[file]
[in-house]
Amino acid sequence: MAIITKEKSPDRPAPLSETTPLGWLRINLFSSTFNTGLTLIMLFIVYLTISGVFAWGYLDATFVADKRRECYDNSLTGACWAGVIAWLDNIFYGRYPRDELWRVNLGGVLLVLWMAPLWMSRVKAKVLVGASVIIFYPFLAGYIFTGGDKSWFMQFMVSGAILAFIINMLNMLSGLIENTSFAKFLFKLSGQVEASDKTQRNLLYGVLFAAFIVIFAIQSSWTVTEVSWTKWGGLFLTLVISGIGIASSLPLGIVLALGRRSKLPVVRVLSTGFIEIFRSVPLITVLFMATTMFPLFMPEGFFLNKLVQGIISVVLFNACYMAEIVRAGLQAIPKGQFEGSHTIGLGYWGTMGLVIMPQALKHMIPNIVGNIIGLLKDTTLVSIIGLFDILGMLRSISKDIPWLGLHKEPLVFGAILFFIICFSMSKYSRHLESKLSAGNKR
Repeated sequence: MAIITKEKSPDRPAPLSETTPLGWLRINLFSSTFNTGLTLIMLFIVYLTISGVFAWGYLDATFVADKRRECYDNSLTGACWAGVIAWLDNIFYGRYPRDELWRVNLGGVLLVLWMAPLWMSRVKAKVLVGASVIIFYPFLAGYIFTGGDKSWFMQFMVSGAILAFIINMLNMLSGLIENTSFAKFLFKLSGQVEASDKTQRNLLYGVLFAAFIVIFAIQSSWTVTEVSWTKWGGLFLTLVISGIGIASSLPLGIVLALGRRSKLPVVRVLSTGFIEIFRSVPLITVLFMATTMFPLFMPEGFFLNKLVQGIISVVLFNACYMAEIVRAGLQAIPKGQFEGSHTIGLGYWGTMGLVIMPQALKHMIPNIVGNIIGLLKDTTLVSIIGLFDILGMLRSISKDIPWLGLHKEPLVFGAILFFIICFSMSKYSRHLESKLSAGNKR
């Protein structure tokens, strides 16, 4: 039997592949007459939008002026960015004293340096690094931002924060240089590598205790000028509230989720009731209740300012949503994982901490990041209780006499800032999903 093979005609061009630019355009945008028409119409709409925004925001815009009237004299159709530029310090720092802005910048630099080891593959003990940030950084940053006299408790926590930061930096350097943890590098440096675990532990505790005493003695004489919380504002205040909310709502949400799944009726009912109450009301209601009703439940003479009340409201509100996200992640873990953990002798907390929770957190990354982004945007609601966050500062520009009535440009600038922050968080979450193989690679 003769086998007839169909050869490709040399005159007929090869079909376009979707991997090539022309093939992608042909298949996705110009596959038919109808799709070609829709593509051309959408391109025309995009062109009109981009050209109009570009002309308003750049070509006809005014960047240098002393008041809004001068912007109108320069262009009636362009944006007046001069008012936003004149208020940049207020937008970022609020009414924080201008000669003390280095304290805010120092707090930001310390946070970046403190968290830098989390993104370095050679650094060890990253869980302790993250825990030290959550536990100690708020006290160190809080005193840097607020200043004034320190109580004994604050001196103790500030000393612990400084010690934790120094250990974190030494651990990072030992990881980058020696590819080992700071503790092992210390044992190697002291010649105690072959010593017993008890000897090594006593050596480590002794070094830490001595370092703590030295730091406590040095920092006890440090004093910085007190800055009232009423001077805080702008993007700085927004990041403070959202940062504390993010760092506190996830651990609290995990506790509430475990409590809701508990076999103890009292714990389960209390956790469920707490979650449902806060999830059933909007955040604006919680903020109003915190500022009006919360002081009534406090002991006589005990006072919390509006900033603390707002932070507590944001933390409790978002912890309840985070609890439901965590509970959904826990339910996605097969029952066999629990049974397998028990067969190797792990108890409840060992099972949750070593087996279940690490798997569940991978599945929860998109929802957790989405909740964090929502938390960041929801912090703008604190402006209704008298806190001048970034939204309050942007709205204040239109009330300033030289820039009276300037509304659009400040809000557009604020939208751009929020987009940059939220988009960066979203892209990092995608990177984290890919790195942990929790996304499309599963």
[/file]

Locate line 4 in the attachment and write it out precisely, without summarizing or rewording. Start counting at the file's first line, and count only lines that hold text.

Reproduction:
């Protein structure tokens, strides 16, 4: 039997592949007459939008002026960015004293340096690094931002924060240089590598205790000028509230989720009731209740300012949503994982901490990041209780006499800032999903 093979005609061009630019355009945008028409119409709409925004925001815009009237004299159709530029310090720092802005910048630099080891593959003990940030950084940053006299408790926590930061930096350097943890590098440096675990532990505790005493003695004489919380504002205040909310709502949400799944009726009912109450009301209601009703439940003479009340409201509100996200992640873990953990002798907390929770957190990354982004945007609601966050500062520009009535440009600038922050968080979450193989690679 003769086998007839169909050869490709040399005159007929090869079909376009979707991997090539022309093939992608042909298949996705110009596959038919109808799709070609829709593509051309959408391109025309995009062109009109981009050209109009570009002309308003750049070509006809005014960047240098002393008041809004001068912007109108320069262009009636362009944006007046001069008012936003004149208020940049207020937008970022609020009414924080201008000669003390280095304290805010120092707090930001310390946070970046403190968290830098989390993104370095050679650094060890990253869980302790993250825990030290959550536990100690708020006290160190809080005193840097607020200043004034320190109580004994604050001196103790500030000393612990400084010690934790120094250990974190030494651990990072030992990881980058020696590819080992700071503790092992210390044992190697002291010649105690072959010593017993008890000897090594006593050596480590002794070094830490001595370092703590030295730091406590040095920092006890440090004093910085007190800055009232009423001077805080702008993007700085927004990041403070959202940062504390993010760092506190996830651990609290995990506790509430475990409590809701508990076999103890009292714990389960209390956790469920707490979650449902806060999830059933909007955040604006919680903020109003915190500022009006919360002081009534406090002991006589005990006072919390509006900033603390707002932070507590944001933390409790978002912890309840985070609890439901965590509970959904826990339910996605097969029952066999629990049974397998028990067969190797792990108890409840060992099972949750070593087996279940690490798997569940991978599945929860998109929802957790989405909740964090929502938390960041929801912090703008604190402006209704008298806190001048970034939204309050942007709205204040239109009330300033030289820039009276300037509304659009400040809000557009604020939208751009929020987009940059939220988009960066979203892209990092995608990177984290890919790195942990929790996304499309599963």